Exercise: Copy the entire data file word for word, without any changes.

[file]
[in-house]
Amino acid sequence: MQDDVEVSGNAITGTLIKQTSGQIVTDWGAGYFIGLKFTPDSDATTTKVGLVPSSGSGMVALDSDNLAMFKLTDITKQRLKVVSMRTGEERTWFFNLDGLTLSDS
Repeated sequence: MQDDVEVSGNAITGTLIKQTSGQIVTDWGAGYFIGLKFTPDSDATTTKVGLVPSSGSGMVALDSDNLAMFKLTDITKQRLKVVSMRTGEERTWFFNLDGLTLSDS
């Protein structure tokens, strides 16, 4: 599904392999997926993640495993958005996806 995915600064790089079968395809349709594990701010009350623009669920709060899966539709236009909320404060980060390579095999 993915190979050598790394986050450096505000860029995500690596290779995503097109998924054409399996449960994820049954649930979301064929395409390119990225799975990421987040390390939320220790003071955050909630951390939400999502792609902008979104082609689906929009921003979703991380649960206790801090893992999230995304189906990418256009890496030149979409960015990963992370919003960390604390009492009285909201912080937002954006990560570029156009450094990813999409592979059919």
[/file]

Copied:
[in-house]
Amino acid sequence: MQDDVEVSGNAITGTLIKQTSGQIVTDWGAGYFIGLKFTPDSDATTTKVGLVPSSGSGMVALDSDNLAMFKLTDITKQRLKVVSMRTGEERTWFFNLDGLTLSDS
Repeated sequence: MQDDVEVSGNAITGTLIKQTSGQIVTDWGAGYFIGLKFTPDSDATTTKVGLVPSSGSGMVALDSDNLAMFKLTDITKQRLKVVSMRTGEERTWFFNLDGLTLSDS
């Protein structure tokens, strides 16, 4: 599904392999997926993640495993958005996806 995915600064790089079968395809349709594990701010009350623009669920709060899966539709236009909320404060980060390579095999 993915190979050598790394986050450096505000860029995500690596290779995503097109998924054409399996449960994820049954649930979301064929395409390119990225799975990421987040390390939320220790003071955050909630951390939400999502792609902008979104082609689906929009921003979703991380649960206790801090893992999230995304189906990418256009890496030149979409960015990963992370919003960390604390009492009285909201912080937002954006990560570029156009450094990813999409592979059919």